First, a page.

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Lon Prater reviews the Marshall Plan Novel Writing Software

Writing

Lon Prater kindly agreed to guest post about Marshall Plan novel writing software. Lon is a friend through the online writers’ group Codex. You can find out a bit more about him and jump to his Web site at the bottom of this post.

marshallsoftware

Near the end of October 2013, I was given a free copy of the Marshall Plan Novel Writing Software (Mac version) to review. After tinkering with it about 10 weeks, I’m ready to share my thoughts on it.

Some Background
I was first exposed to The Marshall Plan as a set of extremely helpful books by agent and author Evan Marshall. One book focuses on writing your novel, the second on selling it. There are also some workbooks, but I have no background with them. The two main books have a lot of meaty, useful stuff packed inside. Though geared for planners over “pantsers” there’s still a lot of valuable technique to be learned in these books, as well as crunchy good info on the business and career side of selling what you write. There are sections of these books I have gone back to reread no less than eight or nine times over the years.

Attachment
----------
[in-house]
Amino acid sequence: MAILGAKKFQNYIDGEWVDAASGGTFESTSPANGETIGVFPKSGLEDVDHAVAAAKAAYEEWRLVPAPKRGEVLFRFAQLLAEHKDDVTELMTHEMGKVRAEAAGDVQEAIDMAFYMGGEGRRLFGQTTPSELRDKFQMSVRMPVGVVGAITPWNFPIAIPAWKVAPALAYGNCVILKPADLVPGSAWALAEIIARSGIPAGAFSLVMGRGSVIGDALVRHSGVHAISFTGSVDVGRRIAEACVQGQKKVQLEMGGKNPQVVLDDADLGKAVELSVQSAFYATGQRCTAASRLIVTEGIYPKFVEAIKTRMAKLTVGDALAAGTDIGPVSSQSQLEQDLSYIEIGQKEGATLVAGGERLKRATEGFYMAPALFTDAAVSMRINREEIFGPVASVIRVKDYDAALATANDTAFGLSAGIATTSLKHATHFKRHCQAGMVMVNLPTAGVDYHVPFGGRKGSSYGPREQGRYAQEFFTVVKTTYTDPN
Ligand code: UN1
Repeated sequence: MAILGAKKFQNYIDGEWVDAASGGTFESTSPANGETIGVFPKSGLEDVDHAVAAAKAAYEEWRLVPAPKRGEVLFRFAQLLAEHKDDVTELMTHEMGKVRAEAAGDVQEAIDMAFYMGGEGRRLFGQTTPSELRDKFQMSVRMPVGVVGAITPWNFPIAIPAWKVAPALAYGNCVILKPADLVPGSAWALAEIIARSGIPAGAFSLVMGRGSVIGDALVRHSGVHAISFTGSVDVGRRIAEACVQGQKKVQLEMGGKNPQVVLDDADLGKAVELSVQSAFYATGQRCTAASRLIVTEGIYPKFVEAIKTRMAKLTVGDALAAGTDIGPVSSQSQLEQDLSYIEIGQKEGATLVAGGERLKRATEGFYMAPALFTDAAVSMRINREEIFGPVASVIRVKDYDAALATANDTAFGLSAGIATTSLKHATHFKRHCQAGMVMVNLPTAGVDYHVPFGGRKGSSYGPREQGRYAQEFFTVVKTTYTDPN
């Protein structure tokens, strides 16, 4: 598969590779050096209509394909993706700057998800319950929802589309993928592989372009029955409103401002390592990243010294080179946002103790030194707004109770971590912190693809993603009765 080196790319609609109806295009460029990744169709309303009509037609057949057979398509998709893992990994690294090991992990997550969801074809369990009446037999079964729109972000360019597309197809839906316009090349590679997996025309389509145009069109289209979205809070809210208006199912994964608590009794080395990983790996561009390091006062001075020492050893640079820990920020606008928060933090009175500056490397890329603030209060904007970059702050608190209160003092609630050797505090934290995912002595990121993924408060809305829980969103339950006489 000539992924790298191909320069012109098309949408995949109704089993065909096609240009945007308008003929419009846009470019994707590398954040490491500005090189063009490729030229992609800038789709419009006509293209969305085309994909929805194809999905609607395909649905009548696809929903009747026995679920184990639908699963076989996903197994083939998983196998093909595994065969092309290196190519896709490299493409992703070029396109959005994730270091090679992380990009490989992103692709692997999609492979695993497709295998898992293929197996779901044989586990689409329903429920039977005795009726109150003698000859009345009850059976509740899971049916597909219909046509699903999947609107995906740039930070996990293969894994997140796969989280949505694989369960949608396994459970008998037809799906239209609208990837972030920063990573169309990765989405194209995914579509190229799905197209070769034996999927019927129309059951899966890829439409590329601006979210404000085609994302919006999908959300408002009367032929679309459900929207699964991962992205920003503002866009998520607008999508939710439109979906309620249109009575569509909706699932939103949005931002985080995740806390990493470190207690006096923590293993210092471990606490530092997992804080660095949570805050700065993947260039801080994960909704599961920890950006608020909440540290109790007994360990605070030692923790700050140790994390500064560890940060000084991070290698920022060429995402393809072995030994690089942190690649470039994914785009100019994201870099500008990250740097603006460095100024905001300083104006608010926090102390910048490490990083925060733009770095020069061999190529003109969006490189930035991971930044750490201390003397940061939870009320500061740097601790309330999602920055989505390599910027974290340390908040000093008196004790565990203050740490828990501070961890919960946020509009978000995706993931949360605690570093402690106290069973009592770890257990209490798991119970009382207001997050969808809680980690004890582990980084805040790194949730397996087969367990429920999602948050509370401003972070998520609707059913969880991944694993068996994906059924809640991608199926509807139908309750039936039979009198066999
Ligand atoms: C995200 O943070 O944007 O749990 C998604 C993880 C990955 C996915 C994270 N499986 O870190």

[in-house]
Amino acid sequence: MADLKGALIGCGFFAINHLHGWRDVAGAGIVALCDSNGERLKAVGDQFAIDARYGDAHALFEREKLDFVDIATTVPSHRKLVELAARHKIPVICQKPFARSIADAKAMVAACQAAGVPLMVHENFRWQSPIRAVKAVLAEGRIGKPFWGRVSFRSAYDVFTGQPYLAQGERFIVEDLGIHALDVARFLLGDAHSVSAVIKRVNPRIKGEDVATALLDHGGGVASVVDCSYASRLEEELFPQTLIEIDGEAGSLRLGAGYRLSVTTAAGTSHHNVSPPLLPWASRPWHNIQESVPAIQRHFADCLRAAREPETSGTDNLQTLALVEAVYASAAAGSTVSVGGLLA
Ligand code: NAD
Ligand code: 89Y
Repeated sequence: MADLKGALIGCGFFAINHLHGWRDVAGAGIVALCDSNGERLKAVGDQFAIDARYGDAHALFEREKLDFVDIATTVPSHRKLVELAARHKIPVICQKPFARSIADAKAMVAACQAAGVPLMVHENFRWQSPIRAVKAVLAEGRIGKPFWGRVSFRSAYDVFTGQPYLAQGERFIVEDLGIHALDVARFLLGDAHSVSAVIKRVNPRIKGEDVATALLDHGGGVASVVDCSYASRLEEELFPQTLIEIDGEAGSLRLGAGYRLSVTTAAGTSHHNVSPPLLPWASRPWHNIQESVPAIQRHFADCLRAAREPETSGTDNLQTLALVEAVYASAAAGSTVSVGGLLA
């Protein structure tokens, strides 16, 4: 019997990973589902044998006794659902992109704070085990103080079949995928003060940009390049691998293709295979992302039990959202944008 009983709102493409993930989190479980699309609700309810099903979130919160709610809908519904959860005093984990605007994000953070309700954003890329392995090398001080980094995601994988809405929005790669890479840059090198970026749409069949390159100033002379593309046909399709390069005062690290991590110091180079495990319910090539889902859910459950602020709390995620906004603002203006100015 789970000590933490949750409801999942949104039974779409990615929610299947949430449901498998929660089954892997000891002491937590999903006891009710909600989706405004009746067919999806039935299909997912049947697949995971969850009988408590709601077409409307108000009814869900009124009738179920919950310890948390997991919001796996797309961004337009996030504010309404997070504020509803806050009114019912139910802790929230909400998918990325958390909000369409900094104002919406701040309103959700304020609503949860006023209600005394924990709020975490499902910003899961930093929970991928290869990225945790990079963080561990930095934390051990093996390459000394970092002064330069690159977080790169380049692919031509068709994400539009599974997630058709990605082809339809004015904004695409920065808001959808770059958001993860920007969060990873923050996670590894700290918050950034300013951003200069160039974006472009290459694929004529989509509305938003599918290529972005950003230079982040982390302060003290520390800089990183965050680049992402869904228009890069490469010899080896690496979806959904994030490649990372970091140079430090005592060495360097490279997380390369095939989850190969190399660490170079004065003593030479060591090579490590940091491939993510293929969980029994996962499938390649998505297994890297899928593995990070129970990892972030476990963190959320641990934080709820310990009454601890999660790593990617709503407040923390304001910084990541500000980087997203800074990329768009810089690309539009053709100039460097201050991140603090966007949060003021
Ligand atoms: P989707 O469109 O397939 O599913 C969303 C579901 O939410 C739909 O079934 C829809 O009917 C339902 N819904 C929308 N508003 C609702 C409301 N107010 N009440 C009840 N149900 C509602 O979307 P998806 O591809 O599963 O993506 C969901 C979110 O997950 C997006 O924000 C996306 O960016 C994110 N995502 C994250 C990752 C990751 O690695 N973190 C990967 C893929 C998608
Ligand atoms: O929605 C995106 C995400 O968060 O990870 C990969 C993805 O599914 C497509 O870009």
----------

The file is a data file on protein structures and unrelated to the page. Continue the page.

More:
One of the most specifically structured aspects of the Marshall Plan is a breakdown of how many scenes a book of a given length should have, with some additional consideration for genre, and how the viewpoints should be distributed across those scenes. As you can imagine, this can get incredibly fidgety.

As an example: a 70K Suspense/Crime novel would be broken up into 56 sections, with so many from the point of view of the Lead, the Opposition, and the Romantic Involvement—each happening in a specific (but not confiningly rigid) order. Pivotal turning points and other standout scenes have specific requirements, and there are certain elements that every Action or Reaction Section should have.

Laying out a plot using these strictures will probably suffocate the dedicated discovery writer (much the way Randy Ingermanson’s fractal-based and mostly helpful Snowflake Method has been known to do to unsuspecting pantsers) but don’t let this sway you from the value of the Marshall Plan when it is telescoped out from the scene by scene structuring. There is just as much valuable information in the Plan when it comes to the overall arc of your story, subplot, etc.

The Software
For those who enjoy the level of detail employed in the Marshall Plan, the software is probably going to be very appealing. I know that I personally jumped at the chance to review the program based simply on how much I adore the main book. I had expectations that this software would be on par with Scrivener or WriteWay Pro (both of which I have used over the years).